The UK government is again in the dock over data security after losing a disk containing details of foreign criminals operating in Britain.
The disk was sent by Dutch police a year ago and contained genetic information on criminals they believed to be active in the UK.
But the data was only found and used a few weeks ago when it was matched with 15 people, including 11 who have committed further crimes in Britain including rape and murder.
"Criminals do not respect national borders. It is essential that data is shared between countries so that law enforcement agencies can collaborate to track down dangerous individuals," said Alan Bentley, vice president of Lumension Security.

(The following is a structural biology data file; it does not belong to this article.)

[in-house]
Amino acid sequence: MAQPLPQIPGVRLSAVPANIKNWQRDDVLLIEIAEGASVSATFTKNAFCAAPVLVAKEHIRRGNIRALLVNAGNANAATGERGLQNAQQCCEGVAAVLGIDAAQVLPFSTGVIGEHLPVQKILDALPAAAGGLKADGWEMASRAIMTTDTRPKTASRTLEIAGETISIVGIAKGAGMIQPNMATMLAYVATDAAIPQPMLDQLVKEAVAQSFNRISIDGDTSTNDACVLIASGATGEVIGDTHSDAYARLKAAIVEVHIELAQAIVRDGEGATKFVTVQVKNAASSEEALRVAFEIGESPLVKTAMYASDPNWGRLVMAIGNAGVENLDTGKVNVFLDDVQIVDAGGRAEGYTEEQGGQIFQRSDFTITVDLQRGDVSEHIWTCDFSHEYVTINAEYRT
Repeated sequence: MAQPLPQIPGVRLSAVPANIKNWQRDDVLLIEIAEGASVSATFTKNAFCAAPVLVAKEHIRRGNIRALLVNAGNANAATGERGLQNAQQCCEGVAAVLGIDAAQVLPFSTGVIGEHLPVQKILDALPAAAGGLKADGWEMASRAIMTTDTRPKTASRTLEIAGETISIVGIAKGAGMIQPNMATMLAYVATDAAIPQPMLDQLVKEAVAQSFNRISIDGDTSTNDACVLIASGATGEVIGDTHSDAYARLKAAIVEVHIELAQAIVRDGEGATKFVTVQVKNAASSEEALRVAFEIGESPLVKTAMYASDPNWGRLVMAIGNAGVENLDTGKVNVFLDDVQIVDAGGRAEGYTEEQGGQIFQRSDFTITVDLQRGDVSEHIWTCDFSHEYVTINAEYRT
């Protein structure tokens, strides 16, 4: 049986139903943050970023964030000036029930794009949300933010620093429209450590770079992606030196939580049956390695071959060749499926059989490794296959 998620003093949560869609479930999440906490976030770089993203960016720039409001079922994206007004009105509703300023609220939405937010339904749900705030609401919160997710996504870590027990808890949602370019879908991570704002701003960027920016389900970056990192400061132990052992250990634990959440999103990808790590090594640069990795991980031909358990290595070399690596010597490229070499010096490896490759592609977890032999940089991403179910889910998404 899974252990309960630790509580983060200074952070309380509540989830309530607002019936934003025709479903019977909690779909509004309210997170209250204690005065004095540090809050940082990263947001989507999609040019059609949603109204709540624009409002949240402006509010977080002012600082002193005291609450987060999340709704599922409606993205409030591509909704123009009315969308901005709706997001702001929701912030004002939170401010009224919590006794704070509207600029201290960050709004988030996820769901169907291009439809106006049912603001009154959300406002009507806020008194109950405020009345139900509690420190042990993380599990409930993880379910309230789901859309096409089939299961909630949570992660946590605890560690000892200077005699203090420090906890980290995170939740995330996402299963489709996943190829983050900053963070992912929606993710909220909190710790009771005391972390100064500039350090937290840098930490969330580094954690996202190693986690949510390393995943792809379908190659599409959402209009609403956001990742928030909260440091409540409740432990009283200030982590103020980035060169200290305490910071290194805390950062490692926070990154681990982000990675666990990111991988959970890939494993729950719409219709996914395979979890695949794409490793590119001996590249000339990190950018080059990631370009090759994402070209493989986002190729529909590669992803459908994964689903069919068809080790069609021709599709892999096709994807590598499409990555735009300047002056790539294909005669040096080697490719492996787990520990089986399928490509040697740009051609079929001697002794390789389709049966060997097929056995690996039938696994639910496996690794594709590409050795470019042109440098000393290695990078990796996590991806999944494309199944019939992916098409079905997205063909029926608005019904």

"However, without implementing the necessary security procedures to protect this data in transit, we will continue to see these types of data blunders."
Bentley believes that, if the government does not address best practice for taking control of data flow between internal departments, it will suffer a " serious vote of no confidence" from its European neighbours when it comes to tackling crime.
The incident has raised further questions about the ability of government departments to manage data correctly, and is causing concern over the integrity of projects like national ID cards.
"This is a classic data management issue," said Simon Forster, a consultant at IT consultancy firm Morse. "When a disk, document or anything else containing data comes into an organisation it needs to be logged and then managed."
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